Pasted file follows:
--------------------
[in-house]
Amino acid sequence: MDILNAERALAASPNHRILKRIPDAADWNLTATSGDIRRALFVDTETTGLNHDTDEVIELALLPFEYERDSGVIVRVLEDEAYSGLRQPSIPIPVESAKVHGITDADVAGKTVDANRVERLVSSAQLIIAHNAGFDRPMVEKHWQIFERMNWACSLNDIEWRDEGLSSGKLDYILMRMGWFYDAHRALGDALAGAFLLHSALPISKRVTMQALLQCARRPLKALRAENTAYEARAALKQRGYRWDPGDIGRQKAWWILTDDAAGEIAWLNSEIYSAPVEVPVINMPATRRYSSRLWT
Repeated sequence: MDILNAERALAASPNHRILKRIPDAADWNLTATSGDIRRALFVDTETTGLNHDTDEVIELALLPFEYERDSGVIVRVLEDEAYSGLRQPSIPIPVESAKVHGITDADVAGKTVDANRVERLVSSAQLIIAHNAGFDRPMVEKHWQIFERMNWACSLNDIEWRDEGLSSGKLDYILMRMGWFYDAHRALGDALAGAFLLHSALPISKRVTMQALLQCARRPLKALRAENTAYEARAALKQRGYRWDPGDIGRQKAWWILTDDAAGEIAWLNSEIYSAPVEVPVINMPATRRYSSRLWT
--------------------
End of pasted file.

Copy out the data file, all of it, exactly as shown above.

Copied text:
[in-house]
Amino acid sequence: MDILNAERALAASPNHRILKRIPDAADWNLTATSGDIRRALFVDTETTGLNHDTDEVIELALLPFEYERDSGVIVRVLEDEAYSGLRQPSIPIPVESAKVHGITDADVAGKTVDANRVERLVSSAQLIIAHNAGFDRPMVEKHWQIFERMNWACSLNDIEWRDEGLSSGKLDYILMRMGWFYDAHRALGDALAGAFLLHSALPISKRVTMQALLQCARRPLKALRAENTAYEARAALKQRGYRWDPGDIGRQKAWWILTDDAAGEIAWLNSEIYSAPVEVPVINMPATRRYSSRLWT
Repeated sequence: MDILNAERALAASPNHRILKRIPDAADWNLTATSGDIRRALFVDTETTGLNHDTDEVIELALLPFEYERDSGVIVRVLEDEAYSGLRQPSIPIPVESAKVHGITDADVAGKTVDANRVERLVSSAQLIIAHNAGFDRPMVEKHWQIFERMNWACSLNDIEWRDEGLSSGKLDYILMRMGWFYDAHRALGDALAGAFLLHSALPISKRVTMQALLQCARRPLKALRAENTAYEARAALKQRGYRWDPGDIGRQKAWWILTDDAAGEIAWLNSEIYSAPVEVPVINMPATRRYSSRLWT